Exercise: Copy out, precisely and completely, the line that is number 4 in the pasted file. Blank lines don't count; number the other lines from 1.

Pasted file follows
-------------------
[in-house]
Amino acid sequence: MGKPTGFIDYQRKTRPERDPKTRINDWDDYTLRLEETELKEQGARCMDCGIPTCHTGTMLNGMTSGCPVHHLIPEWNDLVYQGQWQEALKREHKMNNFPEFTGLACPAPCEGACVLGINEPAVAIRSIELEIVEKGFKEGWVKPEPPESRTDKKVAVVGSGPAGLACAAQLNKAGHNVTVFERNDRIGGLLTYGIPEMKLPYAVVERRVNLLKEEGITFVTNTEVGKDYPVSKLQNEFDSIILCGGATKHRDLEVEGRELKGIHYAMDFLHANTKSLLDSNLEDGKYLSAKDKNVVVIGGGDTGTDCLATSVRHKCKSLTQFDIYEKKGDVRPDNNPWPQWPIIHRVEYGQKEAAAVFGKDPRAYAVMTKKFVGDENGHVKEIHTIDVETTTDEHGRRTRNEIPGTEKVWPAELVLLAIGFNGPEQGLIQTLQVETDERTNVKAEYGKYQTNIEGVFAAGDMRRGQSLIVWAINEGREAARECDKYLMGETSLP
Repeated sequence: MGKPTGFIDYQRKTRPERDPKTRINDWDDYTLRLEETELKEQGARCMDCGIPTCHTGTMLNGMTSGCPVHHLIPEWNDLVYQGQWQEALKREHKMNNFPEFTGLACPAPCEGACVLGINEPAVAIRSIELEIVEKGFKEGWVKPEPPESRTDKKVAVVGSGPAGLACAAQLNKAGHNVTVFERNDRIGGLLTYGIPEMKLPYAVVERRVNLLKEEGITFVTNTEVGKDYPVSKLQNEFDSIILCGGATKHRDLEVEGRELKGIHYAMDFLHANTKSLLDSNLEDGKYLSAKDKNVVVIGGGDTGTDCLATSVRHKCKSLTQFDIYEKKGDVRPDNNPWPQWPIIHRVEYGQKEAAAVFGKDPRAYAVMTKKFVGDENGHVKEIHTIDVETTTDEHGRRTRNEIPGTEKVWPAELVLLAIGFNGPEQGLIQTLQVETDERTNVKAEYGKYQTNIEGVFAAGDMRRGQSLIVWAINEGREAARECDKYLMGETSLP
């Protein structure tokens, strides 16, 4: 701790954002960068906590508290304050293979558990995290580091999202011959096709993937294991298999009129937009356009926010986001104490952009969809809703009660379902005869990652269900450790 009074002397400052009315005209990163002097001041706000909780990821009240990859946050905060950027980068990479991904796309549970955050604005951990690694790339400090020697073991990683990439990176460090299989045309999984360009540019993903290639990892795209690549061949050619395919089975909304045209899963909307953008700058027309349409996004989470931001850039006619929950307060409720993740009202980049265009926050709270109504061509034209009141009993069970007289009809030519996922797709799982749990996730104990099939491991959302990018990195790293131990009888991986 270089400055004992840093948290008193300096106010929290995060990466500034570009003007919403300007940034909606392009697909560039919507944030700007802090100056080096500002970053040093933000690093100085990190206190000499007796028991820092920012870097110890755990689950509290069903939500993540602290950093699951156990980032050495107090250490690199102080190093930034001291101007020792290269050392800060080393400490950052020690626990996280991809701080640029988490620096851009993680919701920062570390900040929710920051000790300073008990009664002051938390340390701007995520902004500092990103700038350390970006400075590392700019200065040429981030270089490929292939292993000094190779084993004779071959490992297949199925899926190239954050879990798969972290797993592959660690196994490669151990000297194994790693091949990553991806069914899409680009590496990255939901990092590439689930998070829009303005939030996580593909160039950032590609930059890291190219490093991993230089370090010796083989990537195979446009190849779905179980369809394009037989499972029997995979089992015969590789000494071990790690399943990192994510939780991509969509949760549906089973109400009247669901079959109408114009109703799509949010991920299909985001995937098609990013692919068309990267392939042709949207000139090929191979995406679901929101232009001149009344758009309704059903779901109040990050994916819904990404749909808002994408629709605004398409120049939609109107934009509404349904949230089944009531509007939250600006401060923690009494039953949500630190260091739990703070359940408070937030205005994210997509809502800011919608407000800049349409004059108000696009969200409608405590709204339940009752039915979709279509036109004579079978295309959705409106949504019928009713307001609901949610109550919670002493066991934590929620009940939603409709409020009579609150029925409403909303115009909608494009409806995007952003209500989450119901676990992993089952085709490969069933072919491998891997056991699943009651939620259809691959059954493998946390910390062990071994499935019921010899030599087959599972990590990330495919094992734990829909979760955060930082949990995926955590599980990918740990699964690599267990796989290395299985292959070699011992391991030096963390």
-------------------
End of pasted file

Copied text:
């Protein structure tokens, strides 16, 4: 701790954002960068906590508290304050293979558990995290580091999202011959096709993937294991298999009129937009356009926010986001104490952009969809809703009660379902005869990652269900450790 009074002397400052009315005209990163002097001041706000909780990821009240990859946050905060950027980068990479991904796309549970955050604005951990690694790339400090020697073991990683990439990176460090299989045309999984360009540019993903290639990892795209690549061949050619395919089975909304045209899963909307953008700058027309349409996004989470931001850039006619929950307060409720993740009202980049265009926050709270109504061509034209009141009993069970007289009809030519996922797709799982749990996730104990099939491991959302990018990195790293131990009888991986 270089400055004992840093948290008193300096106010929290995060990466500034570009003007919403300007940034909606392009697909560039919507944030700007802090100056080096500002970053040093933000690093100085990190206190000499007796028991820092920012870097110890755990689950509290069903939500993540602290950093699951156990980032050495107090250490690199102080190093930034001291101007020792290269050392800060080393400490950052020690626990996280991809701080640029988490620096851009993680919701920062570390900040929710920051000790300073008990009664002051938390340390701007995520902004500092990103700038350390970006400075590392700019200065040429981030270089490929292939292993000094190779084993004779071959490992297949199925899926190239954050879990798969972290797993592959660690196994490669151990000297194994790693091949990553991806069914899409680009590496990255939901990092590439689930998070829009303005939030996580593909160039950032590609930059890291190219490093991993230089370090010796083989990537195979446009190849779905179980369809394009037989499972029997995979089992015969590789000494071990790690399943990192994510939780991509969509949760549906089973109400009247669901079959109408114009109703799509949010991920299909985001995937098609990013692919068309990267392939042709949207000139090929191979995406679901929101232009001149009344758009309704059903779901109040990050994916819904990404749909808002994408629709605004398409120049939609109107934009509404349904949230089944009531509007939250600006401060923690009494039953949500630190260091739990703070359940408070937030205005994210997509809502800011919608407000800049349409004059108000696009969200409608405590709204339940009752039915979709279509036109004579079978295309959705409106949504019928009713307001609901949610109550919670002493066991934590929620009940939603409709409020009579609150029925409403909303115009909608494009409806995007952003209500989450119901676990992993089952085709490969069933072919491998891997056991699943009651939620259809691959059954493998946390910390062990071994499935019921010899030599087959599972990590990330495919094992734990829909979760955060930082949990995926955590599980990918740990699964690599267990796989290395299985292959070699011992391991030096963390």